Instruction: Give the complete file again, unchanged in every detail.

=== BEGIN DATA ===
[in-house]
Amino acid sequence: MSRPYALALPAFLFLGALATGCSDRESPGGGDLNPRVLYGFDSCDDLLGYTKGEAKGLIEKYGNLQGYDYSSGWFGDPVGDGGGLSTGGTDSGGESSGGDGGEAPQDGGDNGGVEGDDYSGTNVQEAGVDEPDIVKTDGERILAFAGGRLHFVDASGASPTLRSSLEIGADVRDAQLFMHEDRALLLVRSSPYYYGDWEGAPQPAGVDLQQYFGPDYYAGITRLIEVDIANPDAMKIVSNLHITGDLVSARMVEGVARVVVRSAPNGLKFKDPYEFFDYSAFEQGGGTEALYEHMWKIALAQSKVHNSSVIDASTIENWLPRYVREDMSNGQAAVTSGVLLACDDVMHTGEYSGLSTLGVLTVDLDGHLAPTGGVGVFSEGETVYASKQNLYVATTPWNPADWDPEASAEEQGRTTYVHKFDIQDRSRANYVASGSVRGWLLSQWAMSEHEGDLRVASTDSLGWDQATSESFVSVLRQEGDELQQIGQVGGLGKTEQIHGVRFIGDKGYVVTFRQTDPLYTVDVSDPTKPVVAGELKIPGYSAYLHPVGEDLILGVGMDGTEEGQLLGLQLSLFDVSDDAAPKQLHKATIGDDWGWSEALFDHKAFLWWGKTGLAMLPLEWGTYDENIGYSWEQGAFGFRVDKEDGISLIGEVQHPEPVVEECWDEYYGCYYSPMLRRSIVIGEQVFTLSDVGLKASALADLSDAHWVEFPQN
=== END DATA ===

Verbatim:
[in-house]
Amino acid sequence: MSRPYALALPAFLFLGALATGCSDRESPGGGDLNPRVLYGFDSCDDLLGYTKGEAKGLIEKYGNLQGYDYSSGWFGDPVGDGGGLSTGGTDSGGESSGGDGGEAPQDGGDNGGVEGDDYSGTNVQEAGVDEPDIVKTDGERILAFAGGRLHFVDASGASPTLRSSLEIGADVRDAQLFMHEDRALLLVRSSPYYYGDWEGAPQPAGVDLQQYFGPDYYAGITRLIEVDIANPDAMKIVSNLHITGDLVSARMVEGVARVVVRSAPNGLKFKDPYEFFDYSAFEQGGGTEALYEHMWKIALAQSKVHNSSVIDASTIENWLPRYVREDMSNGQAAVTSGVLLACDDVMHTGEYSGLSTLGVLTVDLDGHLAPTGGVGVFSEGETVYASKQNLYVATTPWNPADWDPEASAEEQGRTTYVHKFDIQDRSRANYVASGSVRGWLLSQWAMSEHEGDLRVASTDSLGWDQATSESFVSVLRQEGDELQQIGQVGGLGKTEQIHGVRFIGDKGYVVTFRQTDPLYTVDVSDPTKPVVAGELKIPGYSAYLHPVGEDLILGVGMDGTEEGQLLGLQLSLFDVSDDAAPKQLHKATIGDDWGWSEALFDHKAFLWWGKTGLAMLPLEWGTYDENIGYSWEQGAFGFRVDKEDGISLIGEVQHPEPVVEECWDEYYGCYYSPMLRRSIVIGEQVFTLSDVGLKASALADLSDAHWVEFPQN